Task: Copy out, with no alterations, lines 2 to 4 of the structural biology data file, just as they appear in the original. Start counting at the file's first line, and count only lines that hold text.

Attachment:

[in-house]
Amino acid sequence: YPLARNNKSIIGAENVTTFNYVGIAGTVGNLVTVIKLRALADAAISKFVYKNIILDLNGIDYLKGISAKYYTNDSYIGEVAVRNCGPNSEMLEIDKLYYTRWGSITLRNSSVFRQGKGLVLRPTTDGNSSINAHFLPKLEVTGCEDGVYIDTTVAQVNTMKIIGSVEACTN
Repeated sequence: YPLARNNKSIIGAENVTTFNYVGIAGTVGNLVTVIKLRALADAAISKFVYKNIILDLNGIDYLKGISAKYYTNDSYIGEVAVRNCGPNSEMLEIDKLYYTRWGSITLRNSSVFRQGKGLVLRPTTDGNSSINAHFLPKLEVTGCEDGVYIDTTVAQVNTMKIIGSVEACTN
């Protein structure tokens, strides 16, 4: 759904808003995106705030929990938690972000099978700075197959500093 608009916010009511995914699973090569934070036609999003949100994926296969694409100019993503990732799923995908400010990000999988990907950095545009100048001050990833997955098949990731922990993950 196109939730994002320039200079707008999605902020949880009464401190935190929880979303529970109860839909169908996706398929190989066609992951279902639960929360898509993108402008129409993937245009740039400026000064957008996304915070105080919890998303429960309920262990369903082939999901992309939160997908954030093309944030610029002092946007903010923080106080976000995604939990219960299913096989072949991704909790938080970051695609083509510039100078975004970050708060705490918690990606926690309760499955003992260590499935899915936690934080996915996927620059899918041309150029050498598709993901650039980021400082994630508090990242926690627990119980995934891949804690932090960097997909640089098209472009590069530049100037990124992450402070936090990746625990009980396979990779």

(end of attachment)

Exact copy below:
Amino acid sequence: YPLARNNKSIIGAENVTTFNYVGIAGTVGNLVTVIKLRALADAAISKFVYKNIILDLNGIDYLKGISAKYYTNDSYIGEVAVRNCGPNSEMLEIDKLYYTRWGSITLRNSSVFRQGKGLVLRPTTDGNSSINAHFLPKLEVTGCEDGVYIDTTVAQVNTMKIIGSVEACTN
Repeated sequence: YPLARNNKSIIGAENVTTFNYVGIAGTVGNLVTVIKLRALADAAISKFVYKNIILDLNGIDYLKGISAKYYTNDSYIGEVAVRNCGPNSEMLEIDKLYYTRWGSITLRNSSVFRQGKGLVLRPTTDGNSSINAHFLPKLEVTGCEDGVYIDTTVAQVNTMKIIGSVEACTN
């Protein structure tokens, strides 16, 4: 759904808003995106705030929990938690972000099978700075197959500093 608009916010009511995914699973090569934070036609999003949100994926296969694409100019993503990732799923995908400010990000999988990907950095545009100048001050990833997955098949990731922990993950 196109939730994002320039200079707008999605902020949880009464401190935190929880979303529970109860839909169908996706398929190989066609992951279902639960929360898509993108402008129409993937245009740039400026000064957008996304915070105080919890998303429960309920262990369903082939999901992309939160997908954030093309944030610029002092946007903010923080106080976000995604939990219960299913096989072949991704909790938080970051695609083509510039100078975004970050708060705490918690990606926690309760499955003992260590499935899915936690934080996915996927620059899918041309150029050498598709993901650039980021400082994630508090990242926690627990119980995934891949804690932090960097997909640089098209472009590069530049100037990124992450402070936090990746625990009980396979990779």